Rev. Anna Woofenden
Listen to the Audio of this week’s sermon “Teach Us To Pray”
“Prayer is not asking. It is a longing of the soul. It is daily admission of one’s weakness. It is better in prayer to have a heart without words than words without a heart.”
― Mahatma Gandhi
Scripture: Genesis 18:20-32 and Luke 11:1-13
Prayer, regarded in itself, is speech with God, and some internal view at the time of the matters of the prayer, to which there answers something like an influx into the perception or thought of the mind, so that there is a certain opening of the person’s interiors toward God; but this with a difference according to the person’s state, and according to the essence of the subject of the prayer. If the person prays from love and faith, and for only heavenly and spiritual things, there then comes forth in the prayer something like a revelation (which is manifested in the affection of the person that prays) as to hope, consolation, or a certain inward joy. –Emanuel Swedenborg Secrets of Heaven #2535
Last week I was talking to a woman who was seriously questioning her faith. She began sharing some of her story with me, and giving me the background, and then she stopped and said, “Last year there was something in my life that I really really deeply wanted, and I prayed, and I prayed, and I prayed for it. And it didn’t happen. And now, I just don’t know. If God is out there and supposed to care, why would God not answer my prayer?”
When I was a hospital chaplain, I spent a fair amount of time praying with people, and most of the time it was in intense situations—life and death for the individual or their families. I would usually start by asking, “What do you want us to pray for?” and the conversations would unfold. And most often, people would have a pretty specific ask. “Pray that my mom’s cancer will go away.” “Pray that I will not die from this tumor.” “Pray that my baby’s lung will heal.” All of these prayers made perfect sense. Of course. Of course these were the things to pray for. Of course this was what they desperately and fervently wanted, and what I wanted for them—but how to pray?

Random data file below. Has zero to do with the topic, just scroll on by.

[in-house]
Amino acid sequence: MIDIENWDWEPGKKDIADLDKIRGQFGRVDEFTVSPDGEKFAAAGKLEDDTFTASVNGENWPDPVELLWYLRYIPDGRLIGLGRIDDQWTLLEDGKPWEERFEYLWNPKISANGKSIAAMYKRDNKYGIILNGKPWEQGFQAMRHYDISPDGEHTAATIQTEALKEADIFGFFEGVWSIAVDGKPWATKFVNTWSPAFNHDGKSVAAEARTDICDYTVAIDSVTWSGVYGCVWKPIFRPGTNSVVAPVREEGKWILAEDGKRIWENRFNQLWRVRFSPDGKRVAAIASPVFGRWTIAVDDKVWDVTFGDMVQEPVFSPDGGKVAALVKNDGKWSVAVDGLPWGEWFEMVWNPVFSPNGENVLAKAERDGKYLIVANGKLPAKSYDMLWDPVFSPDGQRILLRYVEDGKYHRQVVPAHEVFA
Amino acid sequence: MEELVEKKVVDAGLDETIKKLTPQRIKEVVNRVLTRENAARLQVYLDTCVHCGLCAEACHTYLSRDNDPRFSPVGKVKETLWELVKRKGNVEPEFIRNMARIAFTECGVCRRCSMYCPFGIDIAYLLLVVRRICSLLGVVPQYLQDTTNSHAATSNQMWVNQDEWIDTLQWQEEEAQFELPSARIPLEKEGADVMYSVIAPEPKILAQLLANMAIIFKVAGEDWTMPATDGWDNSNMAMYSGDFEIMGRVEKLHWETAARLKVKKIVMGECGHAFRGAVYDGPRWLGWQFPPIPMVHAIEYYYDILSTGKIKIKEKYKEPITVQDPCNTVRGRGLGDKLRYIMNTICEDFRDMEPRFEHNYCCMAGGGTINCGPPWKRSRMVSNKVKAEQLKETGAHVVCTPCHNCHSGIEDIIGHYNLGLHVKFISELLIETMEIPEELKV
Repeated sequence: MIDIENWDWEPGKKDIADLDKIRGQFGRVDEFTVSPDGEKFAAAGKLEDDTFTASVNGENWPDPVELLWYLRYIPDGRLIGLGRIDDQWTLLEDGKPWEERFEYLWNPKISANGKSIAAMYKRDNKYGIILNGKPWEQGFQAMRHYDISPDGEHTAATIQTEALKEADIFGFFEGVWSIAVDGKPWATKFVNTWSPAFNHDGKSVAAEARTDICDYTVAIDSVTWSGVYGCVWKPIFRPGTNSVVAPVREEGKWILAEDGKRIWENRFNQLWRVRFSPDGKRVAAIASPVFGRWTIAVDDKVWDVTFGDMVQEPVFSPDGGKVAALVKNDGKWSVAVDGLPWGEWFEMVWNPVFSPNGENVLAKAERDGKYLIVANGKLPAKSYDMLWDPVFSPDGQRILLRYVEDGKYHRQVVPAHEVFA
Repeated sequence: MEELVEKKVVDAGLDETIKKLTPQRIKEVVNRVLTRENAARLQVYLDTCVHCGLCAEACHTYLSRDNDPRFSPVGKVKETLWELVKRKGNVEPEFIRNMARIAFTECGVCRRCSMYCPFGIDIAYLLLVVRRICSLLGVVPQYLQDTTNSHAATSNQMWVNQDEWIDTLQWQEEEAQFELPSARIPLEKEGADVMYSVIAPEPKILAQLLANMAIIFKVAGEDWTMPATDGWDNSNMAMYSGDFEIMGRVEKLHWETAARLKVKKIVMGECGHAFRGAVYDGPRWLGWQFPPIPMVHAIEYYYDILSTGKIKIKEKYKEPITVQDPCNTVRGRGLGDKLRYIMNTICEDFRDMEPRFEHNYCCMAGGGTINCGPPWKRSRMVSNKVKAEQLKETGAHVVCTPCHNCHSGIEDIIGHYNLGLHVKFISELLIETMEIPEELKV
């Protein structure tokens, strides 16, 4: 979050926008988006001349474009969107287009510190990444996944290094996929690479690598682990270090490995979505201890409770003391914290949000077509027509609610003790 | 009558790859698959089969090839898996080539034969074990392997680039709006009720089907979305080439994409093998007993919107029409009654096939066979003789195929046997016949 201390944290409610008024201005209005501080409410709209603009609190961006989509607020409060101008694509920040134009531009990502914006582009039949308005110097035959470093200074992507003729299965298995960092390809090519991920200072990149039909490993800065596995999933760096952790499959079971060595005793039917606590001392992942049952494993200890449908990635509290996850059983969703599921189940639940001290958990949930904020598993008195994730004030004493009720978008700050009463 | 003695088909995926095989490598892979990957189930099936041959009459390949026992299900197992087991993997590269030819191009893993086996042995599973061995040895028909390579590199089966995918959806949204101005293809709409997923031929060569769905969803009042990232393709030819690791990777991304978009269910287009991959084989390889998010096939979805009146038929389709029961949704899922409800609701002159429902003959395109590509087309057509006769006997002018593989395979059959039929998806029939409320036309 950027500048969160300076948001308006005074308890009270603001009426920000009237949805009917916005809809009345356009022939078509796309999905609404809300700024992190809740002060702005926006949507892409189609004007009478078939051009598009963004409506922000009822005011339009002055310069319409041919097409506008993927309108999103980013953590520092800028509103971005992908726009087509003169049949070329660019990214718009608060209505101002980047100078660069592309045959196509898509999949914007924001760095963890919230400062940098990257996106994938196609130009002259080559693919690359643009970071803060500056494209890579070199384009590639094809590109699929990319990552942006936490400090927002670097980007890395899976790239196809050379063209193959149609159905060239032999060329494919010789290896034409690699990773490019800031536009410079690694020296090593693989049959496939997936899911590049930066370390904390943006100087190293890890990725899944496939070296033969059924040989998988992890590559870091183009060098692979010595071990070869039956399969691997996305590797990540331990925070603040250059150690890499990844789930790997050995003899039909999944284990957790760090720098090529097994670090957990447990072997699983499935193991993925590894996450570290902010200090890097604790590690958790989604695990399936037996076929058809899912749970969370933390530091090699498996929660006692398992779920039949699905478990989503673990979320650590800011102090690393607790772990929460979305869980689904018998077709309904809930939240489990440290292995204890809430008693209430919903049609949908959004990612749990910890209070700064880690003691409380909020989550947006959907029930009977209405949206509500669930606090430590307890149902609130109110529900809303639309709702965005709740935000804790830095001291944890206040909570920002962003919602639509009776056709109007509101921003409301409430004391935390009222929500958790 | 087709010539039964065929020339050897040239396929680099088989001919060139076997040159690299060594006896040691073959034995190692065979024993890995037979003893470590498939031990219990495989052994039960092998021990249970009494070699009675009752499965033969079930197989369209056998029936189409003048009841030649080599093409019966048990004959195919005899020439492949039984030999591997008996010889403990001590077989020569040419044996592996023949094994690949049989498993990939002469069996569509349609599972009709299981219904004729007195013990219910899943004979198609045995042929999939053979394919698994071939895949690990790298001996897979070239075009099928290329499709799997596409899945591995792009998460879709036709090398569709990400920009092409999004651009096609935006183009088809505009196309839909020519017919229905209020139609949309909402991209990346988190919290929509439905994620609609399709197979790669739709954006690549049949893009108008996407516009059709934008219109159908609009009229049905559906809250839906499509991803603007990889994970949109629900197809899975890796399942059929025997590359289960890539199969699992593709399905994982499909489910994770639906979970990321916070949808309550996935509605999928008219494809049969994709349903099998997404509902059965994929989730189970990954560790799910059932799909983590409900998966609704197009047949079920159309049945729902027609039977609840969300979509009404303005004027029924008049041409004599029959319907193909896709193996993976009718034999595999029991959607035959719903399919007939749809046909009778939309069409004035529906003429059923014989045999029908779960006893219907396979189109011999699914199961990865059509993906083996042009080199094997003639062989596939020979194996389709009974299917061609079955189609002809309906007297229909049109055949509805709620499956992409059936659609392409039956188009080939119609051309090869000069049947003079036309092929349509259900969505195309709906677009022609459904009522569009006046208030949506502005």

Teach us Lord, how to pray.
I stood in those hospital rooms, or sat in the ER waiting room, and I would have these moments playing the scenario out in my head—yes, I could pray for the cure of the loved one, and it could happen, but it also was just as likely that the patient would die, and then what? Then God doesn’t answer prayers and was this prayer not just setting people up to sever their relationship with God along with their heartbreak and loss?
I wrestled with how to pray with wholehearted belief in the power of a healing God and with hope, while praying with the deep knowledge that God needed to be big enough, close enough, loving enough, that even if the worst thing happened, that there was space in the prayer, in the theological constructs that we weave with our words of prayer, for God to still be there and for God to still be the force of love in the universe.
And so, I found myself praying for the words to pray, and then praying the grief and the worry, praying the assurance of God’s presence in the room, praying the sobs and praying the hopes. I found myself exploring prayers for healing vs. prayers for cures, as healing comes in so many forms, including the peace that comes along with trusting and walking with God through even the most impossible situations.
I found prayers becoming times to squeeze the hands of family gathered round the bedside of the patient on the ventilator, and let the tears flow, to breathe, to sigh deeply and to feel God’s presence there with us. Bringing God from a high place of decision-making in the sky, the force that can wave his finger and say, “heal” or “not”—immediately changing the course of events—to the God who’s presence of love and comfort are immediately there in the hospital room, as we walk the halls. This is the God who is with us in our grief and in our joy, the God who holds all of it, and encompasses the breadth of our lives.
Being with people in these rooms, they taught me to pray. Flowery lofty prayers don’t go very far in the linoleum floored hospital room, with the green heartbeat monitor going up and down by the bedside and the IV fluids dripping through the tubes. In those rooms, it was about as real life as you can get, and God was certainly present. Teaching us how to pray.
“Lord, teach us how to pray” the disciples ask Jesus and he does. He doesn’t give them a five-point plan or specific rules; instead he gives them a prayer, a piece of poetry to guide us for generations after in the movements of prayer…
From the “Our Father… to the “…forever and ever, amen.” This prayer shows us the character of God, the conversations with God, the way that prayer weaves heaven and earth together, humanity and our creator, us and God.